Autism: Today or Tomorrow?

Tuesday, March 15th, 2011 No Commented
Categorized Under: Autism

Did you ever wish you could see into the future and wonder how things will change in autism twenty-five years from now? I often have. As a teacher of children with severe autism, and now a consultant and author, I wonder if the new theory of stem cells will be on the front line. I wonder about diets and the change of eating habits. I wonder about education and the changes that will be made to teach our autistic children.

In my newly released book, I discuss a number of possible causes of autism. I also emphasize, as of this day, that we do not know specifically what causes the disability. We only have suggested causes as well as a number of possible contributing factors. So, we can safely say, during the last twenty-five years we have been able to gives names to the various types and degrees. For example, we now use the word autism in a generally casual way.

The same is true with asperger’s. However, we are not so quick to point out that Rett Syndrome and Childhood Disintegrative Syndrome are also categories of autism. We have learned that Dr. Bruno Bettelheim’s early theory that Refrigerator Mothers (mothers, he said, who reacted coldly to their autistic child causing the disability) is not the cause; that certain vaccinations have not been ruled out completely as a cause; and that the brain most likely plays a role as a cause of autism. Still, after all of these years, we do not know the specific cause(s).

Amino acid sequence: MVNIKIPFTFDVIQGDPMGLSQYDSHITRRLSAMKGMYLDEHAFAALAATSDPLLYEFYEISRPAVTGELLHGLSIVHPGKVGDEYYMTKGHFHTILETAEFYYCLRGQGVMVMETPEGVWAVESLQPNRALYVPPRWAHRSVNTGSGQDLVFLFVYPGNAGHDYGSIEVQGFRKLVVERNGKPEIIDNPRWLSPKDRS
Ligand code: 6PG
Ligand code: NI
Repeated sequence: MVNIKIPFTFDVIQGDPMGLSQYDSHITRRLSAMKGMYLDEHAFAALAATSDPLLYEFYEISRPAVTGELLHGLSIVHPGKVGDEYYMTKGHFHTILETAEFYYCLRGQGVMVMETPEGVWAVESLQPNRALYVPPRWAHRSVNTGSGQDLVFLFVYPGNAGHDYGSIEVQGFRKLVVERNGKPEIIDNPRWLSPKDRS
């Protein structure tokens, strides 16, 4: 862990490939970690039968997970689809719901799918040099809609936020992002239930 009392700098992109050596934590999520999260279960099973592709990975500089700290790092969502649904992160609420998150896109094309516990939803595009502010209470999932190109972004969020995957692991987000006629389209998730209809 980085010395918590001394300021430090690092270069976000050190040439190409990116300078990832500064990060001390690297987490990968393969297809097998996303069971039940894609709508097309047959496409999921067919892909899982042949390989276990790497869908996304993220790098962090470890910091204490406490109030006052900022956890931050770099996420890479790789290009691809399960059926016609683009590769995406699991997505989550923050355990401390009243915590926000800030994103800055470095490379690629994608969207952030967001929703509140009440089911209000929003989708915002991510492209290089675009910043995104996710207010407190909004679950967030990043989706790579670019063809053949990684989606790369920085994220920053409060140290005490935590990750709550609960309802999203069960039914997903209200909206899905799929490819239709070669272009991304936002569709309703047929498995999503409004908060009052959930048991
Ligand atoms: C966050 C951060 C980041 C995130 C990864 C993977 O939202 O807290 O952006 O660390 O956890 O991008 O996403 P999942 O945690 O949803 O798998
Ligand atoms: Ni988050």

It is disturbing to realize we can send a woman and a man to the moon, land a space shuttle, and have astronauts walk around in space, yet, in this same time period we have not reached any kind of clear conclusion about the cause of autism. We have learned to impregnate women, with frozen sperm, which is truly a miracle, but we are still looking to find answers to the puzzle of autism. We have learned how to transplant a human heart, to another human beings body, but we are not any closer to determining what causes autism.

When you think about autism, in this perspective, it makes one wonder – is it truly because it is so difficult for researchers to make such a determination as to the cause of autism? Or, is it that there is not sufficient funding allocated to do the research? Is it because autism is such a puzzling issue, or is it because there are not enough motivated, interested researchers attempting to piece the puzzle together?